Given the importance of electricity reliability to modern life, improvements to transmission and distribution grids are an essential element of the business. Large investor-owned utilities have a lot of experience planning and managing such projects, but smaller municipal utilities have miles of lines that need attention as well. Those smaller utilities generally have fewer resources to channel into those projects. Keeping their projects on target calls for careful management of numerous details.
The odds of successful outcomes are greatly enhanced through the application of project controls. Whereas some large utilities might have project controls specialists among their personnel, municipalities and other small utilities are more likely to rely on their consultants and contractors.
Value of Integrated EPC Partners
Increasingly, small utilities are seeing value in pursuing a turnkey approach through engineer-procure-construct (EPC) project delivery. Using EPC gives the utility the benefits of its partner’s lessons learned and best practices. It can also unlock access to project controls specialists to supplement internal resources.
Consultants with a full understanding of the capital projects model, like Burns & McDonnell, can “think like a client.” The cost of these projects can be recouped by the utility, but a lot of reporting is required to do so. The state public utilities commission typically wants detailed accounting of how the customers’ money was spent.
An experienced consultant will not only know what reporting is necessary but will build in the controls to capture the details as the project is being executed, enhancing both efficiency and transparency. The consultant should have a clear understanding from the outset of what project controls processes will be needed from a closeout and plant accounting perspective.
Whatever systems and platforms the small utility has in use, a seasoned consultant likely will already have experience with it. That means any project data captured can be set up to feed directly into the client’s systems, facilitating its use for direct reporting. As a result, the utility’s need to have staffers cleaning up and mapping the data is alleviated. Instead of leaving the utility to take blanket data from contractors, sort through it and then format it for use in reports, the EPC project partner aligns the inputs with the understanding of what the utility truly needs — not just what the contract states.
Benefits of Informed Project Controls
There are several ways in which project controls can help transmission and distribution projects, each offering weighty benefits to smaller utilities. The three prime areas for support are scheduling, cost management and document control.
The project execution schedule is established at the outset, creating the baseline. As a practical matter, the schedule needs regular updating to reflect how events unfold. Project controls specialists can regularly update the entire schedule through the end of the project, recognizing any delays that have occurred — or that could occur — and identifying solutions based on those assumptions that could pull the project back on track.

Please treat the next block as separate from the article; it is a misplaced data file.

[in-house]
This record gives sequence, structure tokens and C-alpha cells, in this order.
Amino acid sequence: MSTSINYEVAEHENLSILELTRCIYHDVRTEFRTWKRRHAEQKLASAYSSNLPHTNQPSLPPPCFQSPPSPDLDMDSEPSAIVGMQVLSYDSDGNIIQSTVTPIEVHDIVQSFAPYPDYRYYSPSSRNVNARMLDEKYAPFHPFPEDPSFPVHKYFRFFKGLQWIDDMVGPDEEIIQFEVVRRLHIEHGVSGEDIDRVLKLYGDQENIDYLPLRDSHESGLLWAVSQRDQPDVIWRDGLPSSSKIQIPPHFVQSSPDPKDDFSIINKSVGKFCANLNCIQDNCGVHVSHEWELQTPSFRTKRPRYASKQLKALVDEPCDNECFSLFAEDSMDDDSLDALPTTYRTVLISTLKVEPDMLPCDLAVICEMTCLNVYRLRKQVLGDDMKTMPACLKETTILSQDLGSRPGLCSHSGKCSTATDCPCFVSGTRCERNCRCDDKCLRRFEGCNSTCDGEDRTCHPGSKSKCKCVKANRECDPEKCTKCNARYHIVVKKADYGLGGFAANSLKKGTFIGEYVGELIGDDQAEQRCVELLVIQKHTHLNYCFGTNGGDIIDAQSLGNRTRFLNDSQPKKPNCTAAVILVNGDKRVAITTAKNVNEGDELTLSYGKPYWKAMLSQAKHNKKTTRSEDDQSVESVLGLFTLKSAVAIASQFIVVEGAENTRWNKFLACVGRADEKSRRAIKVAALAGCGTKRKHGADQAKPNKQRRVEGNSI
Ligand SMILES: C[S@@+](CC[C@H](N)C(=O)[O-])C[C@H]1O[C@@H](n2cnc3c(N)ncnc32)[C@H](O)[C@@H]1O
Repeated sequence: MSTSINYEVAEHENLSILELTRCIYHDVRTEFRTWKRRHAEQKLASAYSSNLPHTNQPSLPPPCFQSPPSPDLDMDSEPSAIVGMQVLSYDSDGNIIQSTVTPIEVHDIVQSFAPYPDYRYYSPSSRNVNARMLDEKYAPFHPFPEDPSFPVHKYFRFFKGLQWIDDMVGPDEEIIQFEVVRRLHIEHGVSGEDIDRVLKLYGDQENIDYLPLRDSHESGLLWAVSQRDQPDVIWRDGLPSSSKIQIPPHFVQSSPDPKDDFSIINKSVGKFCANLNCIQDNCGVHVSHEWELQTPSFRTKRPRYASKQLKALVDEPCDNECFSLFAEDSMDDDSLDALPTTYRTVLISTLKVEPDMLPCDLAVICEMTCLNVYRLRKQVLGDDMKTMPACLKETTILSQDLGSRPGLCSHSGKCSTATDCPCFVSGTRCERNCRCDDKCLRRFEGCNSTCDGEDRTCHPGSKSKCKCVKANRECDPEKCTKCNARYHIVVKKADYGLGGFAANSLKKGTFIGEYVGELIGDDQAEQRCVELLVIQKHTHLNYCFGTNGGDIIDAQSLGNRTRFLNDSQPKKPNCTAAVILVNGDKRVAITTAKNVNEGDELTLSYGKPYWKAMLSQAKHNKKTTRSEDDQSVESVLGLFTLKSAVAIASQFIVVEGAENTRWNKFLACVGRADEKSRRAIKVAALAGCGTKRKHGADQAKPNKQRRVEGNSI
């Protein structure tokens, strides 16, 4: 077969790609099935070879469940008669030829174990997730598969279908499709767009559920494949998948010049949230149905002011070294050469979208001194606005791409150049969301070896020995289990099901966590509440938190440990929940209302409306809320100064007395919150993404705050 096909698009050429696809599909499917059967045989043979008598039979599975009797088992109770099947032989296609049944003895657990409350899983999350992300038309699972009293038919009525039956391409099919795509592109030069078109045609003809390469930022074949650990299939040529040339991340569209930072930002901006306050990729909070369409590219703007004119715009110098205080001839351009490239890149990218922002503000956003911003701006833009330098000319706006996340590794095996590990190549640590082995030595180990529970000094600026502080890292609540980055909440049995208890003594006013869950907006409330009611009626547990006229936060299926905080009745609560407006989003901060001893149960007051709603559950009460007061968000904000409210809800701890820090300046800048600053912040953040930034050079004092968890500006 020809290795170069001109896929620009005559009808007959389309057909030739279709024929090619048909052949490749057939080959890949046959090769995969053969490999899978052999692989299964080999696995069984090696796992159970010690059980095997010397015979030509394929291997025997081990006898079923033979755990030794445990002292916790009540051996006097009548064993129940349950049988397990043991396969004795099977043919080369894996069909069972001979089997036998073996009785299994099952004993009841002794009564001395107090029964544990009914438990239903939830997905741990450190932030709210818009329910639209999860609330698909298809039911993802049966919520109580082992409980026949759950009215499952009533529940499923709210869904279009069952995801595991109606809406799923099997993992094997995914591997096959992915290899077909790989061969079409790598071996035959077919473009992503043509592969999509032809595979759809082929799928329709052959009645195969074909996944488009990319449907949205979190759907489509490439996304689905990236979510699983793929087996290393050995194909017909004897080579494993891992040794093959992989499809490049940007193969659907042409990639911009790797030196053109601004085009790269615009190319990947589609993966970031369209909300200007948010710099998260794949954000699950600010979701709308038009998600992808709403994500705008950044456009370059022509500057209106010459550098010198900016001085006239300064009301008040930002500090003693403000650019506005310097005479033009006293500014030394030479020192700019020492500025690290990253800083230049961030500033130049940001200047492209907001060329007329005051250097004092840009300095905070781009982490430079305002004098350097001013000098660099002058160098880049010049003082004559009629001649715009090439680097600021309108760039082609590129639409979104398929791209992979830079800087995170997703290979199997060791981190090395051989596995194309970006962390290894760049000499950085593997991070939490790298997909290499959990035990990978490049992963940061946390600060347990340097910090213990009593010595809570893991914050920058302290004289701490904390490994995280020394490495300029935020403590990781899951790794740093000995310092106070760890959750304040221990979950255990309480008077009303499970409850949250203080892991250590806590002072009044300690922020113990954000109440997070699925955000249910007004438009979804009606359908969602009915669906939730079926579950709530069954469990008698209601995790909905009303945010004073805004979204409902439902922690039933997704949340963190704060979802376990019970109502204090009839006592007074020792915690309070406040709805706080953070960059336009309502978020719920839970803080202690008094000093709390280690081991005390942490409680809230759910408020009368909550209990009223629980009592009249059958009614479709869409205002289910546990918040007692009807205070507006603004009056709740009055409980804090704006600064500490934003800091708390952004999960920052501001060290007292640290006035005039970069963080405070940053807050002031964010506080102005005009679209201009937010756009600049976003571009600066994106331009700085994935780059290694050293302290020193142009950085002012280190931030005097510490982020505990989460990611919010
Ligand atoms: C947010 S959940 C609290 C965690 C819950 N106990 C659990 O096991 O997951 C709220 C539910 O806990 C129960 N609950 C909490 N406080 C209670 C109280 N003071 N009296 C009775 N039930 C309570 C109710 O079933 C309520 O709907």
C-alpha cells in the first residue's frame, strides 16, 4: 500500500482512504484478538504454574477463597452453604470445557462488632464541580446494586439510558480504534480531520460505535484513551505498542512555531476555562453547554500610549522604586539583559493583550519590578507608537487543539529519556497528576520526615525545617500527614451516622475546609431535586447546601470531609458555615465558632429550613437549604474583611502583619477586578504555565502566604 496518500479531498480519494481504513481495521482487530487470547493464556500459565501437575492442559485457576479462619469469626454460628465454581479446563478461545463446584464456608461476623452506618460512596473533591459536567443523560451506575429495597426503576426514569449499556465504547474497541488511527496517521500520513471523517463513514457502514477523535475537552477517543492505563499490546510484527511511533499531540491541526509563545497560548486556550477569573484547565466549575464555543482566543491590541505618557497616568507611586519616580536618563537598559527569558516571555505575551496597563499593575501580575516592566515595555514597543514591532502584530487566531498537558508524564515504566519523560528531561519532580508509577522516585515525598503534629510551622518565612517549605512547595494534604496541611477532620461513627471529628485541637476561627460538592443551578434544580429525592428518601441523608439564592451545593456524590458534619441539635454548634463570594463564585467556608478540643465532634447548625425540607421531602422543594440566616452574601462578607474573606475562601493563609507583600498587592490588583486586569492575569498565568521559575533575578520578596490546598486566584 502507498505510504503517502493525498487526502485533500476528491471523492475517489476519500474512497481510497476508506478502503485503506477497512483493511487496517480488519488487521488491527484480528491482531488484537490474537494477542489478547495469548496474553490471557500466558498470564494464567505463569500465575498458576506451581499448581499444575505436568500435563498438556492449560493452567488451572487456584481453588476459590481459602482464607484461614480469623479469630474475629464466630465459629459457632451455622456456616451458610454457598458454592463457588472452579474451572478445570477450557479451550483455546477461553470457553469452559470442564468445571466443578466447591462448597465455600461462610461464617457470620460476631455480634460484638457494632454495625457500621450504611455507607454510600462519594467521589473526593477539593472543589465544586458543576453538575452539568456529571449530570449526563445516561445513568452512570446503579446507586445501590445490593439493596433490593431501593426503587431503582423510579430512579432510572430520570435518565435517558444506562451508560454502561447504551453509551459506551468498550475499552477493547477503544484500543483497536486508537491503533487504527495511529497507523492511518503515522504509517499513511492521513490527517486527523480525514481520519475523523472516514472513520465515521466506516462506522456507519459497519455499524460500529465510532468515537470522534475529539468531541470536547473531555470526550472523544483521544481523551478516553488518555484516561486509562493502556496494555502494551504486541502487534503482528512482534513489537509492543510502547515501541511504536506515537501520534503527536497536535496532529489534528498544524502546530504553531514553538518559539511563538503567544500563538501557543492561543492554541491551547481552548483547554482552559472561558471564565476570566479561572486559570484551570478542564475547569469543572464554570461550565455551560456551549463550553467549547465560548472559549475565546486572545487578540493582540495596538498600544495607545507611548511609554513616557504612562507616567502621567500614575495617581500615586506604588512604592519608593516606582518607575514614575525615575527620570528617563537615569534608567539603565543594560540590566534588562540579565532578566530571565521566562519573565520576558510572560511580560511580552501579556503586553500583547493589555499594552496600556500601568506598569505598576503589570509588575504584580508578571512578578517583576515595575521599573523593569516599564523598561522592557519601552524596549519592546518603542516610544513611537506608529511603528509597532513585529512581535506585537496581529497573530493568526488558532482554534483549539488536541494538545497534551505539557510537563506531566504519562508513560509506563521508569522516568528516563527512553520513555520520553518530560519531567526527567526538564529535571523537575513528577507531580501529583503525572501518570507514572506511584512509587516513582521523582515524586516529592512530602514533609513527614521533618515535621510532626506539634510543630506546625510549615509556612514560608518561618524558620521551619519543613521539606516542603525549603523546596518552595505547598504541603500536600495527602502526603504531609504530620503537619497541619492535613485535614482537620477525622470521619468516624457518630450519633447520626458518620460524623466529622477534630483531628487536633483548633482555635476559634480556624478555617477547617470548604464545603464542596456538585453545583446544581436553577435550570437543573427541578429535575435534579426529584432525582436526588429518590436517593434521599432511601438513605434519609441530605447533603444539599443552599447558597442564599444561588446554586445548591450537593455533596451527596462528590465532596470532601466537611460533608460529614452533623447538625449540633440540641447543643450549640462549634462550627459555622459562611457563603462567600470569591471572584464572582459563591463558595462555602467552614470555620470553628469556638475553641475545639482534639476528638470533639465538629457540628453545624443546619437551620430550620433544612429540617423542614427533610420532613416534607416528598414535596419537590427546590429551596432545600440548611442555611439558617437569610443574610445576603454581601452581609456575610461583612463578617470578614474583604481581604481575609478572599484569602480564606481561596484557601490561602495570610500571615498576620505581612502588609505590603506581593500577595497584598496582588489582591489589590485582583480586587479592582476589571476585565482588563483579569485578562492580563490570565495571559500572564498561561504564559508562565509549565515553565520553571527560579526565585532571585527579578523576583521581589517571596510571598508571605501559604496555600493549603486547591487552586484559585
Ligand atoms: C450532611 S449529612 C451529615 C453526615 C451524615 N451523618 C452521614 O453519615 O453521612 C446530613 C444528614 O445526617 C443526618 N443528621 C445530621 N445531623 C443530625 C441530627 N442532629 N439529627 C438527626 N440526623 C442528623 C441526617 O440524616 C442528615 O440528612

EPC consultants calculate cost estimates on a project from the expected usage of labor, materials and nonlabor resources in the schedule. From the utility perspective, what matters is how the total spend breaks out into the asset management system. For example, the utility wants to know how much it costs to pull a cable — how your work translates into its cable, which is its asset — and places less value on knowing how many hours are needed to pull the cable. Good project controls will understand the relationship of parts of the job with the asset management system, then break out and align invoices with that system.
In the EPC format, the risk lives with the contractor, which needs to complete the job within the contracted value. Project controls for cost management make the utility aware of how the money is being spent but also provide opportunities to point out the impact of scope changes, in terms of both schedule and cost.
Finally, establishing document control systems is essential because, at every step of the way, documents are among the key deliverables the utility looks for. Engineering drawings are a vital record for any future repair work. Utility line workers need to know what the design is and how it was established. Managing the documents of record for a project is an important responsibility. Handing them off to the client at various stages and upon completion calls for careful methodology, because keeping detailed and thorough documentation is so important to any future troubleshooting.
In each of these areas, smaller utilities stand to gain from working with a knowledgeable EPC partner with the scale and resources to manage and maintain all the details. With those project controls working in concert, this approach gives municipal utility advantages that have helped make their larger peers successful.
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